Parks, facilities, and programs are the three basic services offered by park and recreation agencies for individuals and the community, each providing numerous social and physiological benefits fundamental to a higher quality of life. These services function as a catalyst for individuals to engage and build trust with their local government and people within the community. With the US population becoming remarkably more diverse each year, this trust becomes increasingly more difficult to obtain because there are more distinctions to be realized. Thus, the case is made for the necessity to invest in resources that will identify key community demographics because it will induce an effort to review and expand on the current scope of services offered to people in your community.
As explained in the 6th Edition Certified Park & Recreation Professional (CPRP) Study Guide, there are different types of service user levels, ranging from ‘high user’ to ‘non-user’. Practitioners are taught the end goal is make everyone a high user of agency services, and that its more cost effective to focus on advancing light-to-medium users because they’ve already bought into the agency brand and trust the services afforded to them will meet their needs. In other words, common practice says time is money, and working with existing customers is easier and more cost effective than trying to fortify new relationships that theoretically will not provide the same return on investment. Unfortunately, neglecting non-users generally means excluding people from underserved and marginalized communities, thus contradicting the very essence of public service in providing places for health and well-being that are accessible by persons of all ages, abilities, and backgrounds.
Let’s be clear, collecting demographic information is not new because its common practice for things such as program planning and capital development. The challenge here is intentionally immersing oneself into the non-user communities to better understand their needs. This requires time and money, both precious resources on the heels of the COVID-19 pandemic, but it also requires one to be vulnerable and accepting to the fact that this work will challenge biases and necessitate some grace for oneself and others.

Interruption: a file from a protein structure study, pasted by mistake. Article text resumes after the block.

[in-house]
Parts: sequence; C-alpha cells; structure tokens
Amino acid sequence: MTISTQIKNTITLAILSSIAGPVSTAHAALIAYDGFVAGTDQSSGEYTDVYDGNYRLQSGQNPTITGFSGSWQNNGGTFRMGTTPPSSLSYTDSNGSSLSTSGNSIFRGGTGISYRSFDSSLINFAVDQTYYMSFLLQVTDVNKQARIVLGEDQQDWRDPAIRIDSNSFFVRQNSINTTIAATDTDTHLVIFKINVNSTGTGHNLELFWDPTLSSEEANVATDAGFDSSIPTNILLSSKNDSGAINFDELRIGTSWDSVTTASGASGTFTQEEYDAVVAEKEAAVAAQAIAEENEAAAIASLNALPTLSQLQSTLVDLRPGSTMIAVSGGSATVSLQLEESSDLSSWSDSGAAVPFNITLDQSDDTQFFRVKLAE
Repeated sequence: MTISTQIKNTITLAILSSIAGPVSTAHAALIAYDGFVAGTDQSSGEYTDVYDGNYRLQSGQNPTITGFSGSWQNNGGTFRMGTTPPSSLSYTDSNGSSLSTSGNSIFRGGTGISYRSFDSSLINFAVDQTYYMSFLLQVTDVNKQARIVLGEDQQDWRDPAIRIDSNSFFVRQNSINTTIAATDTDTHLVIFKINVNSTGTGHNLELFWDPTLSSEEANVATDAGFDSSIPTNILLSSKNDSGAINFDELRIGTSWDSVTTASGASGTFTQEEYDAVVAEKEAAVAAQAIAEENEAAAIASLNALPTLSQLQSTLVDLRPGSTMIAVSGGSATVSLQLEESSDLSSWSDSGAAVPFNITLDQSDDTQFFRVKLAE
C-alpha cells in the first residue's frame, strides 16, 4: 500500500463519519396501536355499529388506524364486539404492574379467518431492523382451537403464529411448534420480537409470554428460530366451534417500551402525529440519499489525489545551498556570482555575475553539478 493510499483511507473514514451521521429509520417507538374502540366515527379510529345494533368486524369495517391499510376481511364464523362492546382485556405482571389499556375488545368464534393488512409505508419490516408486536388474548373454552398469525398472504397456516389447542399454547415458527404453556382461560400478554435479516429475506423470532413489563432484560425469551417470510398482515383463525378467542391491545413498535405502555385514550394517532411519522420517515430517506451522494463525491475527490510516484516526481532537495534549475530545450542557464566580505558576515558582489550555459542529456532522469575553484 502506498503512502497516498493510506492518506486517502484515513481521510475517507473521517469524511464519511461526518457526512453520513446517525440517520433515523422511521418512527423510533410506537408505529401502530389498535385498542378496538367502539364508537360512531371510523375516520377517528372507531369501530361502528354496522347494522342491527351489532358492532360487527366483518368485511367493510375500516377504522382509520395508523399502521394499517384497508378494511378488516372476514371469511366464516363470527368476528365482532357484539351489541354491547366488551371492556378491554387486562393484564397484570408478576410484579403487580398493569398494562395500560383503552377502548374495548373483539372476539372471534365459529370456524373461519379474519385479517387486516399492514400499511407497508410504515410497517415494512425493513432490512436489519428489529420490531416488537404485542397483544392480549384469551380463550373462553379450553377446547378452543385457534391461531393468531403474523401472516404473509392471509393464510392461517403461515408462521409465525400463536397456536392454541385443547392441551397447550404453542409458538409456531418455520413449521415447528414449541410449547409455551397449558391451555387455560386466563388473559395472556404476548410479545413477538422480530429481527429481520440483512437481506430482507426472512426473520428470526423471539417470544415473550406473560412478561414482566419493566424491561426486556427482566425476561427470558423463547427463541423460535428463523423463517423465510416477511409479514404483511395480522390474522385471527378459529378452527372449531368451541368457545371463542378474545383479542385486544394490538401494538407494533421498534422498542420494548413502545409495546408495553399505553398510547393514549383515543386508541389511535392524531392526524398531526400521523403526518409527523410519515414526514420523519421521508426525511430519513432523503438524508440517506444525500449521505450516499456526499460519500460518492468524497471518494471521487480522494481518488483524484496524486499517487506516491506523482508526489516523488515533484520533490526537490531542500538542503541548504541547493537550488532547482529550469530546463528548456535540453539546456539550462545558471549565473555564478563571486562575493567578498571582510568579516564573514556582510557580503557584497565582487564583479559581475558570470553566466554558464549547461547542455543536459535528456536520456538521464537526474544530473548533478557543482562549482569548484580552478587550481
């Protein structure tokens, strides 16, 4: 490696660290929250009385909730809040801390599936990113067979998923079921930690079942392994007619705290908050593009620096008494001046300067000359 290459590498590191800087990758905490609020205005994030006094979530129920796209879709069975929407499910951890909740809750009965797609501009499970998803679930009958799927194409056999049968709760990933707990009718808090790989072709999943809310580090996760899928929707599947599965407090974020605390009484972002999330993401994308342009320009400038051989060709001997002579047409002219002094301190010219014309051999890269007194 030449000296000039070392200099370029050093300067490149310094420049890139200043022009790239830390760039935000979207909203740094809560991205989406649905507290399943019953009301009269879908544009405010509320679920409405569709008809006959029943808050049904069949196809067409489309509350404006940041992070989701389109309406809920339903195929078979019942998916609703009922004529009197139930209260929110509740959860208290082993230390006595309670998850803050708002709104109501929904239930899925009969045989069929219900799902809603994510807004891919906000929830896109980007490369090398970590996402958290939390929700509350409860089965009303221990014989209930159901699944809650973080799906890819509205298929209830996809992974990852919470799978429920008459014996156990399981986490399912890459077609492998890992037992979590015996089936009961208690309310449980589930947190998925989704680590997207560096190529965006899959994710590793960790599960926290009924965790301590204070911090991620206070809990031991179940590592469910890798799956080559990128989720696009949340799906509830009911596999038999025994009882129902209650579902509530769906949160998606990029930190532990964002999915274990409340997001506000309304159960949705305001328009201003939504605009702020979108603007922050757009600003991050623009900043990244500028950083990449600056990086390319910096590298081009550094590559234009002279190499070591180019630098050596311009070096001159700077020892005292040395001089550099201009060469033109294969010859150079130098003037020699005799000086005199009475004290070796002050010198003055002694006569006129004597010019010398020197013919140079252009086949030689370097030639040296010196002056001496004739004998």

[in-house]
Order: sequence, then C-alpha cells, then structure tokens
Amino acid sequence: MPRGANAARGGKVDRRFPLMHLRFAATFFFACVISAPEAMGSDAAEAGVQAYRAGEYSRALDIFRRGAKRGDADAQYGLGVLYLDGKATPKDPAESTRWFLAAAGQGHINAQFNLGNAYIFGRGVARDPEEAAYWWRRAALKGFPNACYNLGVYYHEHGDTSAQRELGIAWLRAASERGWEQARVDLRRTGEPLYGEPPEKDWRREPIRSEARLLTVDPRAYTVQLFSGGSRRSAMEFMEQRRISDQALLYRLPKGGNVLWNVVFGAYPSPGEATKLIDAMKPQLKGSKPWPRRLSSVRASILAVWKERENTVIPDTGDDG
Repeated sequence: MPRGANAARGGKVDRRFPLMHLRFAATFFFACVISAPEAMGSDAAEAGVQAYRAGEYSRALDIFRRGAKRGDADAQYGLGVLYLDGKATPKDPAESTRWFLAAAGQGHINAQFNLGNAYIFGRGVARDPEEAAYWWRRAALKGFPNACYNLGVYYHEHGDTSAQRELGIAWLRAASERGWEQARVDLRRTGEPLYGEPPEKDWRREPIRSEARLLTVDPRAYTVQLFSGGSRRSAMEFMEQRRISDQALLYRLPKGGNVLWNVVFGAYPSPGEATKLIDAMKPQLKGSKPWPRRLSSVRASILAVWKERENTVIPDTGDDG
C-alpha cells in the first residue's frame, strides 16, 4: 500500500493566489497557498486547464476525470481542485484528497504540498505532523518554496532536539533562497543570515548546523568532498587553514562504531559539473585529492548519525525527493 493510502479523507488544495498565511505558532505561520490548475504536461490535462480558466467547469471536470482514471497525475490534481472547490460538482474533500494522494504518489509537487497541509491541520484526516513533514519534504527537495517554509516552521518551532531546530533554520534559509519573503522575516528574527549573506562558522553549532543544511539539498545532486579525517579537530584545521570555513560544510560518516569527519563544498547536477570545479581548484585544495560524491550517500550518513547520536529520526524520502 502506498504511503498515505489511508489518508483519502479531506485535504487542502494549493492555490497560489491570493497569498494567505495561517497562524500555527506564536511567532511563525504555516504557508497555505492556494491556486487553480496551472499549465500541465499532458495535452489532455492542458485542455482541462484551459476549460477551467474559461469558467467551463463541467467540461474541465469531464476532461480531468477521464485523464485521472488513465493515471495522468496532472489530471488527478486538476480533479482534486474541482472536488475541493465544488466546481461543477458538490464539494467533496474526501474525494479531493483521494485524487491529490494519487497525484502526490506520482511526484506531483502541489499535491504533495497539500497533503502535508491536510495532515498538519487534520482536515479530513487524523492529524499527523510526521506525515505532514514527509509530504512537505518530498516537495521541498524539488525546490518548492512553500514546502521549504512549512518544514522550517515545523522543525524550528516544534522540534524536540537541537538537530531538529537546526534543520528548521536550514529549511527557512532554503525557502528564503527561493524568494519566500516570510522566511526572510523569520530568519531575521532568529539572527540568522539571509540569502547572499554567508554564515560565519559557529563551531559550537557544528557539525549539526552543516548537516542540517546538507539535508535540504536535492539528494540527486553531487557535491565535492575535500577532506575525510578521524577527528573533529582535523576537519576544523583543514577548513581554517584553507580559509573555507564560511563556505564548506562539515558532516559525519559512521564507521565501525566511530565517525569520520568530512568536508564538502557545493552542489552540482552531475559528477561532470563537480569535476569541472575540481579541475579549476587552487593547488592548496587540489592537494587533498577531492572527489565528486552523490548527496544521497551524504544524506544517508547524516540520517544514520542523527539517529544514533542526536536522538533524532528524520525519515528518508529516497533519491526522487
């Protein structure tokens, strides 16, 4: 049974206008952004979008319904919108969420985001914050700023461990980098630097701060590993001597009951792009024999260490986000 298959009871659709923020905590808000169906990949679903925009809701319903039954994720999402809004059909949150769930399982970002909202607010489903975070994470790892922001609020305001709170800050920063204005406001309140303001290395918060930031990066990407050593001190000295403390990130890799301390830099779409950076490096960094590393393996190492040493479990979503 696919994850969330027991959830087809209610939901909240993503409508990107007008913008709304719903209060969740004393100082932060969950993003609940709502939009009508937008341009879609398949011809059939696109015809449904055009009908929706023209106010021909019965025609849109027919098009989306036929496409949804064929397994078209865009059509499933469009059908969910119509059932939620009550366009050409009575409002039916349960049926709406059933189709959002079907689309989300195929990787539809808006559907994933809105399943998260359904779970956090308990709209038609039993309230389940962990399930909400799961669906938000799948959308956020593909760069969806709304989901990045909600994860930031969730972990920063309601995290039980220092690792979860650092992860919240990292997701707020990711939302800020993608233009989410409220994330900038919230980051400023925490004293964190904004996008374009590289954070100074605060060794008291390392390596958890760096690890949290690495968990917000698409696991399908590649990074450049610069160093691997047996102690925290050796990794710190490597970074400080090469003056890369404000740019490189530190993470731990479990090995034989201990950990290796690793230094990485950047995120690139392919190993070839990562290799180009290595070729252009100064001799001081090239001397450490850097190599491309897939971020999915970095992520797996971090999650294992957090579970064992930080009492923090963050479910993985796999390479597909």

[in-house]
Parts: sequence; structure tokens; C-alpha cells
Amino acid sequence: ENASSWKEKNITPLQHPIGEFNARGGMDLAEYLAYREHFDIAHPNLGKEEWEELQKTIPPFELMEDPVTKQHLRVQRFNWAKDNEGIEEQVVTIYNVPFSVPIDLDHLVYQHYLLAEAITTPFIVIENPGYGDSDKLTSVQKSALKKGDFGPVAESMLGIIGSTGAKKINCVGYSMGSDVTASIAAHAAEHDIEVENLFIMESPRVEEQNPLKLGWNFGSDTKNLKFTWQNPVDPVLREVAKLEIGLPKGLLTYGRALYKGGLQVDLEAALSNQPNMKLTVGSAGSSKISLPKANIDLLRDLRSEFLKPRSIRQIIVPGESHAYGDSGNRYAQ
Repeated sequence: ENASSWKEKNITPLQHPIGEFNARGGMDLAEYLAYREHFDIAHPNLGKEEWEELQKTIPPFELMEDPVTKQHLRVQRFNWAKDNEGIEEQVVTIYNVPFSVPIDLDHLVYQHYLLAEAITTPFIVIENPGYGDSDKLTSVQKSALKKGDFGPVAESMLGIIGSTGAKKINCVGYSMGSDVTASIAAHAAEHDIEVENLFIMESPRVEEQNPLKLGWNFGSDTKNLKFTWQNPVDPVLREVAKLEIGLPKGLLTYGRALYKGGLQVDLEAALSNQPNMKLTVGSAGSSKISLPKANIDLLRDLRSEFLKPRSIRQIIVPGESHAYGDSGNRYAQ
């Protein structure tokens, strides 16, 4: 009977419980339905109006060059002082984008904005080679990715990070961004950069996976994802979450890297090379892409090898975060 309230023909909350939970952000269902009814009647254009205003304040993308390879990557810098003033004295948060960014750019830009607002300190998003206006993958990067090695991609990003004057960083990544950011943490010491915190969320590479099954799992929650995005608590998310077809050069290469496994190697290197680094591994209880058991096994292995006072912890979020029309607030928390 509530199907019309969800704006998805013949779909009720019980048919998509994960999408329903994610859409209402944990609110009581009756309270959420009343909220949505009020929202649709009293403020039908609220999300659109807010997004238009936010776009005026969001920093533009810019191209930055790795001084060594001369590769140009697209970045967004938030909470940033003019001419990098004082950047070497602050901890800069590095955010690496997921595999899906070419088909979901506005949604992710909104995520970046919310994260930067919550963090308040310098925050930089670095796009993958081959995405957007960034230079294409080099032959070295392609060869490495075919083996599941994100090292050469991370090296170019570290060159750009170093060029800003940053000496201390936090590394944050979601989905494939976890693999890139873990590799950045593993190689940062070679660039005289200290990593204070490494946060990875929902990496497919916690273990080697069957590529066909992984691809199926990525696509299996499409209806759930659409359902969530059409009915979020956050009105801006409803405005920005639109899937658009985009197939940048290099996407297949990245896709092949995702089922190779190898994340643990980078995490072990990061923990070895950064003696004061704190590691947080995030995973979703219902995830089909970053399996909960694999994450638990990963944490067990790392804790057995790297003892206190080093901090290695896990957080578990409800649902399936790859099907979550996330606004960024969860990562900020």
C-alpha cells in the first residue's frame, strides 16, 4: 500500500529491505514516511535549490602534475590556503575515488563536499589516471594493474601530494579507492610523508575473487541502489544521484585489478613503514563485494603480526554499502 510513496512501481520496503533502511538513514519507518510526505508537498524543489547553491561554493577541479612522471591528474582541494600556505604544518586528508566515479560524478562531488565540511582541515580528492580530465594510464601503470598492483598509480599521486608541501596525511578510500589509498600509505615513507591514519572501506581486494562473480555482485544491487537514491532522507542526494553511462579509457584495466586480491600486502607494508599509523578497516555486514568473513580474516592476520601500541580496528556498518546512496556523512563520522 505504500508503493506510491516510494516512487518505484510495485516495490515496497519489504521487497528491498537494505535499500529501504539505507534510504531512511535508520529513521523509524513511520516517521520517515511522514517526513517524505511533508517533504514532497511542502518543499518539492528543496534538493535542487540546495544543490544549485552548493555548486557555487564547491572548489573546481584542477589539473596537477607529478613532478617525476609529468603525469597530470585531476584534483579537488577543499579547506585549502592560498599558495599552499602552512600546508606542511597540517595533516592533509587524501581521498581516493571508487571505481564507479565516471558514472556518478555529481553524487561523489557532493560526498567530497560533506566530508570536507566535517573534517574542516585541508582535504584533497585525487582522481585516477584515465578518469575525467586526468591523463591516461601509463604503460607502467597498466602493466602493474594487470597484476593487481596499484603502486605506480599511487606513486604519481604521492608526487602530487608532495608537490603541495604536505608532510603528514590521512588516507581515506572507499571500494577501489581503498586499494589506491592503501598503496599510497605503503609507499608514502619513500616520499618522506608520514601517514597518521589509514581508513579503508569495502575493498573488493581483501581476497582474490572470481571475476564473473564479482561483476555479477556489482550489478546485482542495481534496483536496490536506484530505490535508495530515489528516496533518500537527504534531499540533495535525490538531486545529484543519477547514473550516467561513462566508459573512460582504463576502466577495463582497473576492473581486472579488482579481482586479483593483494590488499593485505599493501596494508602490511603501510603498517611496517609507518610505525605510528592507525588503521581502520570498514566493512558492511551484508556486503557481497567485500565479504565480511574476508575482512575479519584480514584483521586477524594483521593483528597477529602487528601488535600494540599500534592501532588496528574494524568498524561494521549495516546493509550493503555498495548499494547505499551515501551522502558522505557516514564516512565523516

There is no one-size-fits-all approach because not all agencies have the same fiscal, physical, technological, and human resources, but that shouldn’t discourage anyone from doing the work. Jessica Hersman at the Buffalo Grove Park District says her agency has used a variety of approaches to better understand their community demographics. She states, “The Buffalo Grove Park District uses traditional methods such as surveys, and we are actively engaged with other community organizations. Communicating openly with businesses, schools, and places of worship have helped us gain a sense of the individuals we are serving, not just the groups.”
Jon Marquardt at the Skokie Park District says his agency has been able to expand its scope of service with a better foundational knowledge of its community demographics. Says Jon, “The more you are visible in the community the better you are understanding it. The turtle doesn’t know the world if he keeps his head in his shell. The more visible you are the more voices you hear. More voices lead to more ideas which lead to better programs and services.”
As we turn the corner into 2023, I challenge you to connect with your team to talk about the non-users in your community. Ask if you can identify those individuals and groups and what can be done to engage them in your parks, facilities, and programs. Make no mistake, this is a challenging task that requires you to be very intentional with your efforts, but understand it will result in a better understanding of your community and more diverse portfolio of opportunities for engagement. I’d say that’s a worthwhile investment, wouldn’t you agree?